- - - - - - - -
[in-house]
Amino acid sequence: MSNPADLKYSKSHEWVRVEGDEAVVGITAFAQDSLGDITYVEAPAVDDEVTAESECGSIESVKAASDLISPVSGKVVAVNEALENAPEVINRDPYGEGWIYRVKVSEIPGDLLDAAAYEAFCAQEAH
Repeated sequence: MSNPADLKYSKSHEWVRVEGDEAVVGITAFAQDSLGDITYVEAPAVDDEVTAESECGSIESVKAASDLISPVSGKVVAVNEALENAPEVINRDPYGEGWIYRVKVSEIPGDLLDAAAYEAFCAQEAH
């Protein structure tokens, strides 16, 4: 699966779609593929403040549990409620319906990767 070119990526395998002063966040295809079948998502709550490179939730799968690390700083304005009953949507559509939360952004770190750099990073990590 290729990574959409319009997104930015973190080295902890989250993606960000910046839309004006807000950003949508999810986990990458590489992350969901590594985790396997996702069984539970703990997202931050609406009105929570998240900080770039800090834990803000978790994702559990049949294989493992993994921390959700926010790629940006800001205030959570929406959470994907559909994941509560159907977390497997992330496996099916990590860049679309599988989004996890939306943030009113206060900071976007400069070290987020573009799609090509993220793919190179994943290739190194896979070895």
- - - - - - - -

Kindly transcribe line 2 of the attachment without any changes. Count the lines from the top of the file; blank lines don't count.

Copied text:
Amino acid sequence: MSNPADLKYSKSHEWVRVEGDEAVVGITAFAQDSLGDITYVEAPAVDDEVTAESECGSIESVKAASDLISPVSGKVVAVNEALENAPEVINRDPYGEGWIYRVKVSEIPGDLLDAAAYEAFCAQEAH